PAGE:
“ Part of being a good designer is to anticipate design, not just responding to it. ” — David Hoang
We designed the Geocaching App for the Apple Watch before the device shipped and here is what we learned in the process:
The Whys and the Hows
The first question we asked ourselves is why we wanted to design for the Apple Watch and how we could leverage the Watch to supplement our current Geocaching iPhone experience. Geocaching is an anytime, anywhere real-world adventure where users find geocaches (containers) by navigating to their location. There have been many times we’ve been hiking up the side of a mountain and wished we didn’t have to reach into our backpacks or pockets to see how far we were from the nearest geocache. The Geocaching app naturally lends itself to wearables and seems like a perfect fit for an Apple Watch App so we decided to venture out on the journey of designing for a piece of hardware neither of us had ever used or held.
1. Simplifying Our Features
The Apple Watch is designed to complement the iPhone. It has a lightweight interface with limited functionality. With that in mind, we identified key features from our iPhone app that would enhance an Apple Watch user’s Geocaching experience. We decided to start with basic navigation functionality like displaying the compass and serving up relevant content like recent geocache log activity. Based on our user research, we realized a good amount of our users like to geocache when they have a few minutes to kill so we decided to show the closest geocache to the user, giving them the opportunity to geocache without having to pull out their phone.
2. Simplifying Our Content
The activity tab in our app lets users know who has found the geocache and their story, but more importantly it lets users know whether the geocache is missing, called a Did Not Find or DNF for short. On the Watch we decided to highlight the DNFs by taking out the story and reducing the feed to show the five most recent logs. We also show the DNF activity in a different color helping to separate it from the rest of the content, allowing users to quickly scan the watch for missing geocaches.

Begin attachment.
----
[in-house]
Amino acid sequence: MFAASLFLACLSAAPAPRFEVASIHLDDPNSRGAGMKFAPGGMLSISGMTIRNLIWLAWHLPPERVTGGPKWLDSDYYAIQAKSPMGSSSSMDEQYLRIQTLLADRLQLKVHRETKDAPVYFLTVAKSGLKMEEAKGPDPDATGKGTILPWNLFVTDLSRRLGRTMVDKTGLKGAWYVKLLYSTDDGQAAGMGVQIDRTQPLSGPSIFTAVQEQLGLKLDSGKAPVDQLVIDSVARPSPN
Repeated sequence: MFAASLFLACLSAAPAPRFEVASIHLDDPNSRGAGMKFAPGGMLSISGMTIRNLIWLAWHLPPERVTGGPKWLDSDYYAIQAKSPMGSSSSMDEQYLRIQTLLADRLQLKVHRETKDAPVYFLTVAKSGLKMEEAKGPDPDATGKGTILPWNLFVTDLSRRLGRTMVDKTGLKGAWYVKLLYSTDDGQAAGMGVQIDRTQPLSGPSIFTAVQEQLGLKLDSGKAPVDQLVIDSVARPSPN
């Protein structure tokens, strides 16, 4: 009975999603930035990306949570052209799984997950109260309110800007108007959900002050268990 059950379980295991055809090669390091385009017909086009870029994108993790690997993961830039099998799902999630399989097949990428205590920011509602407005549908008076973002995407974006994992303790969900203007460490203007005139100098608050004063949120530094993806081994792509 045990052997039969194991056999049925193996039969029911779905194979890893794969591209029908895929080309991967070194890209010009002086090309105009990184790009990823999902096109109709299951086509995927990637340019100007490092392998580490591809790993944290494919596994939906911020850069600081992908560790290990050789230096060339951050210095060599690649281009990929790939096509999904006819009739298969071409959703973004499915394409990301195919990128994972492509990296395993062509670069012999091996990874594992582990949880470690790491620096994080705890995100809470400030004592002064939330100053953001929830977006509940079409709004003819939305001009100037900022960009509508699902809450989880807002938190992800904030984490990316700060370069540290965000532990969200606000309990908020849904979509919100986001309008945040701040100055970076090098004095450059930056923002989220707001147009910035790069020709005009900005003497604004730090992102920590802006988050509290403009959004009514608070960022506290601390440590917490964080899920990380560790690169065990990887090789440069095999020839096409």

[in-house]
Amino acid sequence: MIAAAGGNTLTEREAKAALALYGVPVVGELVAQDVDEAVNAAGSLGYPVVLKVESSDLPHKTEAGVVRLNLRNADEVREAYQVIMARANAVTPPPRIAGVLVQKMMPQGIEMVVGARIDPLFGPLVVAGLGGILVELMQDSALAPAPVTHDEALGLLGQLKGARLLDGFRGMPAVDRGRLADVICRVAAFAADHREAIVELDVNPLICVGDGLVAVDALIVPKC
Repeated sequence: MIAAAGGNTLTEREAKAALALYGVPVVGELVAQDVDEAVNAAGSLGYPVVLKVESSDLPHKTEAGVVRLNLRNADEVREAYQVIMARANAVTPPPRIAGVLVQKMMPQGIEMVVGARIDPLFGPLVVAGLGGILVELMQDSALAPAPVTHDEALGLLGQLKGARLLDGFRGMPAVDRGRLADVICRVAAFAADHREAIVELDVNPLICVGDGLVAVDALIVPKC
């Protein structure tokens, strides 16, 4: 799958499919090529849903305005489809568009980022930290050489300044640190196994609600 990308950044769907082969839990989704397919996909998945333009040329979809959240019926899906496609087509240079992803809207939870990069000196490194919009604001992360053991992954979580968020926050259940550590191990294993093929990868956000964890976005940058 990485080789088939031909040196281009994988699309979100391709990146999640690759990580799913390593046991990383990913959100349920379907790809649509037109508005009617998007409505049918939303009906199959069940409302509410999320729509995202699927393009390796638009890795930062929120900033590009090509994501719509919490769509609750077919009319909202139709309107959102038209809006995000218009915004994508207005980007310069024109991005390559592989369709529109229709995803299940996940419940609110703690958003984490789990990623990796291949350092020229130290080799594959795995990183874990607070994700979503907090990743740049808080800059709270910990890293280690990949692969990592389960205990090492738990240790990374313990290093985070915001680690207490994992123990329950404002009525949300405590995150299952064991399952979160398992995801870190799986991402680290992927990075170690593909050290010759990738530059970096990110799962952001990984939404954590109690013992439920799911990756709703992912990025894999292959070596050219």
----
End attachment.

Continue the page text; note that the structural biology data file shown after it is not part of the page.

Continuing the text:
3. Simplifying Our Iconography
Geocaching has grown and expanded to many platforms over the last few years. It was only a little over a year ago that we launched our Android app. Because our brand guidelines were created before we knew what platforms we were going to support we’ve recently run into a few limitations with our current brand. Geocaching’s brand is currently in flux and a brand refresh is on the horizon so with that in mind we started to tackle the visual design problems we were running into. First, we simplified our icons:
The Apple Watch has a small screen size so we knew we were going to need to update our Difficulty, Terrain and Size icons that live on our list view and geocache details in our app. Our old icons were complex illustrations and needed to be switched out with every different value. Using one set of icons for all values helps with asset management as well as user recognition.